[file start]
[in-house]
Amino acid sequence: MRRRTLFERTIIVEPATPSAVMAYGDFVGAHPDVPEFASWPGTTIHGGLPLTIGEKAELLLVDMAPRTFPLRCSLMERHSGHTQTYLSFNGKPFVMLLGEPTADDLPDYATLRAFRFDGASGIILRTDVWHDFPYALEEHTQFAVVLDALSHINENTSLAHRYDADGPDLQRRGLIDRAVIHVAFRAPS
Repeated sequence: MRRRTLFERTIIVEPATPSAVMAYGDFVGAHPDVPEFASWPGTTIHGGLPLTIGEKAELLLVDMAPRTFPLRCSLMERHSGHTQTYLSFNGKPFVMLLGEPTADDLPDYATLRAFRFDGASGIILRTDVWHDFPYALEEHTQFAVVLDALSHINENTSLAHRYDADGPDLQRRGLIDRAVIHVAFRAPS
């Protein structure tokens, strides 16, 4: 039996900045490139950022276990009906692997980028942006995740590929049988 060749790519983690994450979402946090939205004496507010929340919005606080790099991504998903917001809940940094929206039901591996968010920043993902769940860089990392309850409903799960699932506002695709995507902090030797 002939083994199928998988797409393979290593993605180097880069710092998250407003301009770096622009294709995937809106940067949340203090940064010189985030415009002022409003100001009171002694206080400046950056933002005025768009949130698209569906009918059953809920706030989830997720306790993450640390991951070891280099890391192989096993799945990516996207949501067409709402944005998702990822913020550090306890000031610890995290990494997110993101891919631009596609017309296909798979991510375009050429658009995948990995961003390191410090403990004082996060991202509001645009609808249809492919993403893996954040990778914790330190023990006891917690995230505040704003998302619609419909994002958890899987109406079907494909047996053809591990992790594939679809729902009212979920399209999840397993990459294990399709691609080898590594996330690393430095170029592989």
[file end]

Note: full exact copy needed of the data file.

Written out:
[in-house]
Amino acid sequence: MRRRTLFERTIIVEPATPSAVMAYGDFVGAHPDVPEFASWPGTTIHGGLPLTIGEKAELLLVDMAPRTFPLRCSLMERHSGHTQTYLSFNGKPFVMLLGEPTADDLPDYATLRAFRFDGASGIILRTDVWHDFPYALEEHTQFAVVLDALSHINENTSLAHRYDADGPDLQRRGLIDRAVIHVAFRAPS
Repeated sequence: MRRRTLFERTIIVEPATPSAVMAYGDFVGAHPDVPEFASWPGTTIHGGLPLTIGEKAELLLVDMAPRTFPLRCSLMERHSGHTQTYLSFNGKPFVMLLGEPTADDLPDYATLRAFRFDGASGIILRTDVWHDFPYALEEHTQFAVVLDALSHINENTSLAHRYDADGPDLQRRGLIDRAVIHVAFRAPS
């Protein structure tokens, strides 16, 4: 039996900045490139950022276990009906692997980028942006995740590929049988 060749790519983690994450979402946090939205004496507010929340919005606080790099991504998903917001809940940094929206039901591996968010920043993902769940860089990392309850409903799960699932506002695709995507902090030797 002939083994199928998988797409393979290593993605180097880069710092998250407003301009770096622009294709995937809106940067949340203090940064010189985030415009002022409003100001009171002694206080400046950056933002005025768009949130698209569906009918059953809920706030989830997720306790993450640390991951070891280099890391192989096993799945990516996207949501067409709402944005998702990822913020550090306890000031610890995290990494997110993101891919631009596609017309296909798979991510375009050429658009995948990995961003390191410090403990004082996060991202509001645009609808249809492919993403893996954040990778914790330190023990006891917690995230505040704003998302619609419909994002958890899987109406079907494909047996053809591990992790594939679809729902009212979920399209999840397993990459294990399709691609080898590594996330690393430095170029592989």